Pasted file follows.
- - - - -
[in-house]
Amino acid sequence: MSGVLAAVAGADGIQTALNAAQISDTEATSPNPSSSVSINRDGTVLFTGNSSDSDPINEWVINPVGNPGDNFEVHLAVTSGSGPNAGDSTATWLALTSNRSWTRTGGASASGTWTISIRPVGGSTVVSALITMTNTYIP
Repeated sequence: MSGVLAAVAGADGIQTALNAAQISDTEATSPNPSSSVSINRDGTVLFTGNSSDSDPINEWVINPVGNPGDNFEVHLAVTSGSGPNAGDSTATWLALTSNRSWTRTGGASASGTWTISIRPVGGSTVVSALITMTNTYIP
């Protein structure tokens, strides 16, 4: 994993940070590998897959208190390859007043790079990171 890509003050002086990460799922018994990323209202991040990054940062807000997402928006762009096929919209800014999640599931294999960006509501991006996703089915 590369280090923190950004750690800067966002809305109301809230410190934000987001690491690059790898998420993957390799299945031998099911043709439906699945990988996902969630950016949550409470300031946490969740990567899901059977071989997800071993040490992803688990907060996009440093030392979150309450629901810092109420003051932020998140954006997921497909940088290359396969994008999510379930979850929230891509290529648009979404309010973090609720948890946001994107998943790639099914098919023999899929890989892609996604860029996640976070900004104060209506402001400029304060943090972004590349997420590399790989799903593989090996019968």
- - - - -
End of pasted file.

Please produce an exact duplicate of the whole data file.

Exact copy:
[in-house]
Amino acid sequence: MSGVLAAVAGADGIQTALNAAQISDTEATSPNPSSSVSINRDGTVLFTGNSSDSDPINEWVINPVGNPGDNFEVHLAVTSGSGPNAGDSTATWLALTSNRSWTRTGGASASGTWTISIRPVGGSTVVSALITMTNTYIP
Repeated sequence: MSGVLAAVAGADGIQTALNAAQISDTEATSPNPSSSVSINRDGTVLFTGNSSDSDPINEWVINPVGNPGDNFEVHLAVTSGSGPNAGDSTATWLALTSNRSWTRTGGASASGTWTISIRPVGGSTVVSALITMTNTYIP
């Protein structure tokens, strides 16, 4: 994993940070590998897959208190390859007043790079990171 890509003050002086990460799922018994990323209202991040990054940062807000997402928006762009096929919209800014999640599931294999960006509501991006996703089915 590369280090923190950004750690800067966002809305109301809230410190934000987001690491690059790898998420993957390799299945031998099911043709439906699945990988996902969630950016949550409470300031946490969740990567899901059977071989997800071993040490992803688990907060996009440093030392979150309450629901810092109420003051932020998140954006997921497909940088290359396969994008999510379930979850929230891509290529648009979404309010973090609720948890946001994107998943790639099914098919023999899929890989892609996604860029996640976070900004104060209506402001400029304060943090972004590349997420590399790989799903593989090996019968």